moved that Bill C-408, An Act to amend the Parliament of Canada Act (change of political affiliation), be read the second time and referred to a committee.
Mr. Speaker, during this Parliament, we have seen need for legislation such Bill C-408.
The people of Elgin--Middlesex--London chose me as their representative here in Ottawa. It is a duty that none of us take lightly. The choosing of MPs can include many decisions, most important, the people themselves, their moral character, work ethic, past behaviour and the ability to problem solve. We are now shown that in the world of instant media of 30-second sound bytes, of CNN and other news channels, we are not judged as strongly or as closely as individuals in our ridings, as we may have once been. We are now chosen for our party affiliation, at least partly for that.
We could dispute whether it is good or bad that we are now chosen as members of a party rather than as individuals for the role of MP. However, I do not believe it is inaccurate that this is now happening.
The policies of a party or its leader now have a great deal of weight on the elector's decision. It is not only a choice made about the party today, but most likely an historic decision about the decision making process. What has this party done in the past? What are the current practices? What is the potential future behaviour of that party?
I came to this place with the true altruistic motives of continuing to help the voters of Elgin--Middlesex--London, to work hard to represent the interests of the riding. I also have discovered the need to help the government bring back this proud tradition to the House.
The beast of democratic deficit must be slain. We must return to a time of responsibility, a time of personal, individual and political responsibility. It is time to stand and be counted. Members are either here to represent their constituents and their wishes or they are not. If this is true and members elected find they cannot remain in the political party that they arrived in the House representing, then they should stand up for the constituents, go back to the people and let them verify the decision members have made to leave.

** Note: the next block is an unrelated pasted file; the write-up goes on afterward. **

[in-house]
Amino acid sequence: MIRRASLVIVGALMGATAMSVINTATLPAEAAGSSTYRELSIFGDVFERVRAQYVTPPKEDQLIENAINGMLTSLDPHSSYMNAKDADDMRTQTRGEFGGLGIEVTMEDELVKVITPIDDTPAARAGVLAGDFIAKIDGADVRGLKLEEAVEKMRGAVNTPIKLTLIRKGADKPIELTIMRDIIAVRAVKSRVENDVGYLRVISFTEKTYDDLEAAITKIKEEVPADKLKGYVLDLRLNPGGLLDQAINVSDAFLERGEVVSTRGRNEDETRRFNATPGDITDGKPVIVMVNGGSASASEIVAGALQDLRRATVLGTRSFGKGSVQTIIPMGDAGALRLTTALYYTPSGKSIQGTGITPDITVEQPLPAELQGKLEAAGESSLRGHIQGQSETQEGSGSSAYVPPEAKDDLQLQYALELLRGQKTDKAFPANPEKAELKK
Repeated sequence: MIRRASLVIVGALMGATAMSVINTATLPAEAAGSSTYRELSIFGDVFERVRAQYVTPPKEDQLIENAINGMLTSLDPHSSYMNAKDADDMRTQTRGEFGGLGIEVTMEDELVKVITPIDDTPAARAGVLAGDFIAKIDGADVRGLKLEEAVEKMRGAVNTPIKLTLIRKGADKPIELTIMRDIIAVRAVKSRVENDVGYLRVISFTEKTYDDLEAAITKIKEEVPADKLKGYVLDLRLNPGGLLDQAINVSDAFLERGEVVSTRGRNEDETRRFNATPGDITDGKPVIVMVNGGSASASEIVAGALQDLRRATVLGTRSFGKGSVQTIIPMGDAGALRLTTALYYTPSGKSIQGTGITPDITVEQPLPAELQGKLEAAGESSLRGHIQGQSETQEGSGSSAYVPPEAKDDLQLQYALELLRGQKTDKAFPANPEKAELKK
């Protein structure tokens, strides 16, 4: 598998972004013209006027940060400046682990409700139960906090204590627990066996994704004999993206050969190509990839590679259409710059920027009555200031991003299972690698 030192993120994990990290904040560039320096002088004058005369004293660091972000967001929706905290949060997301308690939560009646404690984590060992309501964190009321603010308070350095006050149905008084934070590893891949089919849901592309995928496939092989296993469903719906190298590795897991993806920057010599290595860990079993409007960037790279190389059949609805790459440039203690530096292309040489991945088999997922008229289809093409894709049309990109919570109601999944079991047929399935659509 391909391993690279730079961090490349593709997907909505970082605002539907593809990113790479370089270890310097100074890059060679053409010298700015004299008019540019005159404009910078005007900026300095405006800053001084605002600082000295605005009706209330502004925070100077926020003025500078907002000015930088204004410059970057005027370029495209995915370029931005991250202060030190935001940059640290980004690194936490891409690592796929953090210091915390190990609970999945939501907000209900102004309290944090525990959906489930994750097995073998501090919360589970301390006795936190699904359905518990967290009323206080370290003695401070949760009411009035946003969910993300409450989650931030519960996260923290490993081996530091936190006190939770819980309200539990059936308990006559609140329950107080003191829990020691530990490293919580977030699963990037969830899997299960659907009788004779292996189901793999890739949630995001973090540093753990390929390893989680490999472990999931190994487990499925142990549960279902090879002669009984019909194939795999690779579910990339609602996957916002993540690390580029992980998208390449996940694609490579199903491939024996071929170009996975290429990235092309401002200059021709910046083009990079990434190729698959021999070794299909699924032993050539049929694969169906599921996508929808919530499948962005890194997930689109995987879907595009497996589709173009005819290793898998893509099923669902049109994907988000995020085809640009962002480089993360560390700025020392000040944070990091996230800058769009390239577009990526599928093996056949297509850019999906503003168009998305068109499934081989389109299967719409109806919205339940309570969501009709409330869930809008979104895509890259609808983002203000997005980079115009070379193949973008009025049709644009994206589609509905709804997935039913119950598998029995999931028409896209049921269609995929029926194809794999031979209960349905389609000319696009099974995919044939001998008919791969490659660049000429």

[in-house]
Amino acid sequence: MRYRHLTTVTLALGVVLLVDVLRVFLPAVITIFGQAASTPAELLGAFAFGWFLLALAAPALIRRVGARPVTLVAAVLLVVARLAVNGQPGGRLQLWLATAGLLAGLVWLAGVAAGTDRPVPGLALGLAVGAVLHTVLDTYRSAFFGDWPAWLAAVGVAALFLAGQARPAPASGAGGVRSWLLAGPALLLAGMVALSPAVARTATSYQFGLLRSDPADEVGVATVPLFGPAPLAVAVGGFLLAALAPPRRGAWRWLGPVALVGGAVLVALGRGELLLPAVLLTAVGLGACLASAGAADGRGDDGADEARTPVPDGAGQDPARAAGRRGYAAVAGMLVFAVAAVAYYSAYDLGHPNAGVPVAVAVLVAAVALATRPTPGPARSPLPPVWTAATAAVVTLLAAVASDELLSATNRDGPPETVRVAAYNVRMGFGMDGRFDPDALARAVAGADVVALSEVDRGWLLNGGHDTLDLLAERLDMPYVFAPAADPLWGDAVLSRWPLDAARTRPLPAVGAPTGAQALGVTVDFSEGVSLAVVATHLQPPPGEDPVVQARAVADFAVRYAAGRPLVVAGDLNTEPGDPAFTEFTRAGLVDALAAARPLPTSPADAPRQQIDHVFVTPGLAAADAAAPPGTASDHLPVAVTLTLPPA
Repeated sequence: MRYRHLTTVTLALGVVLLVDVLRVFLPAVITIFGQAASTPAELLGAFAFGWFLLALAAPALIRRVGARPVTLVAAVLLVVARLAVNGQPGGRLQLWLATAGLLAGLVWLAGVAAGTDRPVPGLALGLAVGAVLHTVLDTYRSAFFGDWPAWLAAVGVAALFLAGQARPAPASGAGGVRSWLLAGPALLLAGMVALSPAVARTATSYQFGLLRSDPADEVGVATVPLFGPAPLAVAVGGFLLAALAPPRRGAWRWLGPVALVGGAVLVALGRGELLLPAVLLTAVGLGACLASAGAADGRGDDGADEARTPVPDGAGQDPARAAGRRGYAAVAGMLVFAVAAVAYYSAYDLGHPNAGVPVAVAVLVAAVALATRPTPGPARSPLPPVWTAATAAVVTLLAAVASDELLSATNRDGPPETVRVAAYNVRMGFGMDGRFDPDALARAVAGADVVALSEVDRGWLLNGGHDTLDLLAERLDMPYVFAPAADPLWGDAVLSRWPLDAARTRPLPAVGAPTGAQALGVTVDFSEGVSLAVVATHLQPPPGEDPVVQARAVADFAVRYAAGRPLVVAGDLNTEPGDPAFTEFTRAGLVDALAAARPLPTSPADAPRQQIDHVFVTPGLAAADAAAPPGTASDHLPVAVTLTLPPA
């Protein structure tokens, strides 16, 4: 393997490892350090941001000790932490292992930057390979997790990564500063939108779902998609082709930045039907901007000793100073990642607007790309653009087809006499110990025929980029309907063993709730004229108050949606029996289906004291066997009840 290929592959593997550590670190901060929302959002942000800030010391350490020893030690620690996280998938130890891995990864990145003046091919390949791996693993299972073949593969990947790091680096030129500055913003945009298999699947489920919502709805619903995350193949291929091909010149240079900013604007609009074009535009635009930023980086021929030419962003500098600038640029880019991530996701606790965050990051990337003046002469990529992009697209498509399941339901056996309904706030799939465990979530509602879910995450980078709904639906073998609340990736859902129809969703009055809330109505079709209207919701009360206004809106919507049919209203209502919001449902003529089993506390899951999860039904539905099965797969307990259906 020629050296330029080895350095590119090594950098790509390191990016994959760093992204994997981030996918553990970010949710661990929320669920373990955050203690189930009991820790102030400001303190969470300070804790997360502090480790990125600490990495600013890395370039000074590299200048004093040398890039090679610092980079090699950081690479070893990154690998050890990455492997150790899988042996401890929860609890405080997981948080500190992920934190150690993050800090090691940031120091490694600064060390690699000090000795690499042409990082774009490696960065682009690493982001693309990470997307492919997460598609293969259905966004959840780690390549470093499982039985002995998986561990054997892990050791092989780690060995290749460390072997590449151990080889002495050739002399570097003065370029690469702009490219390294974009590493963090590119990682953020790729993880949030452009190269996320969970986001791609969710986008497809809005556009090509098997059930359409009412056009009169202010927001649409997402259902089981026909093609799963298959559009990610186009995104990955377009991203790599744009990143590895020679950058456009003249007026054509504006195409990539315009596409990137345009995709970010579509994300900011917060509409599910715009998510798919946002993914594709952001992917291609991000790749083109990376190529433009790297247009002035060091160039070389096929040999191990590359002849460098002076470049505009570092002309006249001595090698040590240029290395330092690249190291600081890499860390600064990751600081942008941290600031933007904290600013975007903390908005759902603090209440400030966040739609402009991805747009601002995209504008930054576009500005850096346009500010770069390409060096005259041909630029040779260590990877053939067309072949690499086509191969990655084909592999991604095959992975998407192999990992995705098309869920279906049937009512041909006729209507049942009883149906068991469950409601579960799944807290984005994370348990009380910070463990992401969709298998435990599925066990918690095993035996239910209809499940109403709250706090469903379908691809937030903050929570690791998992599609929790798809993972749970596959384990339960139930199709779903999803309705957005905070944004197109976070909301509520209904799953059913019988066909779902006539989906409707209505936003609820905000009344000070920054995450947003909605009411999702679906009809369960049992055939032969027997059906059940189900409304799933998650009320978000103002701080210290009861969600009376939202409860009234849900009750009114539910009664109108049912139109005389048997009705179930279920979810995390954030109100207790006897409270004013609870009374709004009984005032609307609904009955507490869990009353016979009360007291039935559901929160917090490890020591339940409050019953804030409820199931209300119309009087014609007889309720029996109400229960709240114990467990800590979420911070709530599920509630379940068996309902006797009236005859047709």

I would like to read a bit from the bill. It simply asks that:
If a member of the House of Commons leaves the political party to which that member belonged when the member was elected to the House of Commons, that member shall sit in the House of Commons as an independent for a period of 35 days.
At the end of that, it states:
Once the period of 35 days has elapsed, the member’s election to the House of Commons shall become void, the seat of that member shall be vacated, and a writ shall be issued for the election of a member to fill the vacancy.
The bill proposes that a member should to take it back home to ask his or her constituents if the choice is the right choice. They elected that person as a member of a party and as an individual. When one of those two things no longer becomes valid, we believe it should be the choice of the voters to make the difference.
We speak highly of this House, the decisions we make and what we stand for. There are times when what one party stands for is drastically different than what another party stands for. It is easy to see that in these days of Gomery reports and other scandals that perhaps a member may not be as proud to represent the party, but his or her electorate sent that member here to do that.
The point I am making is if members substantially change their affiliations, they must go back to the people who sent them here and ask them if that is what they want. It is not about what the member wants. It is about what the voters want. It is only right and fair that the decision making process remains with the group who is supposed to make it, and that is the voters.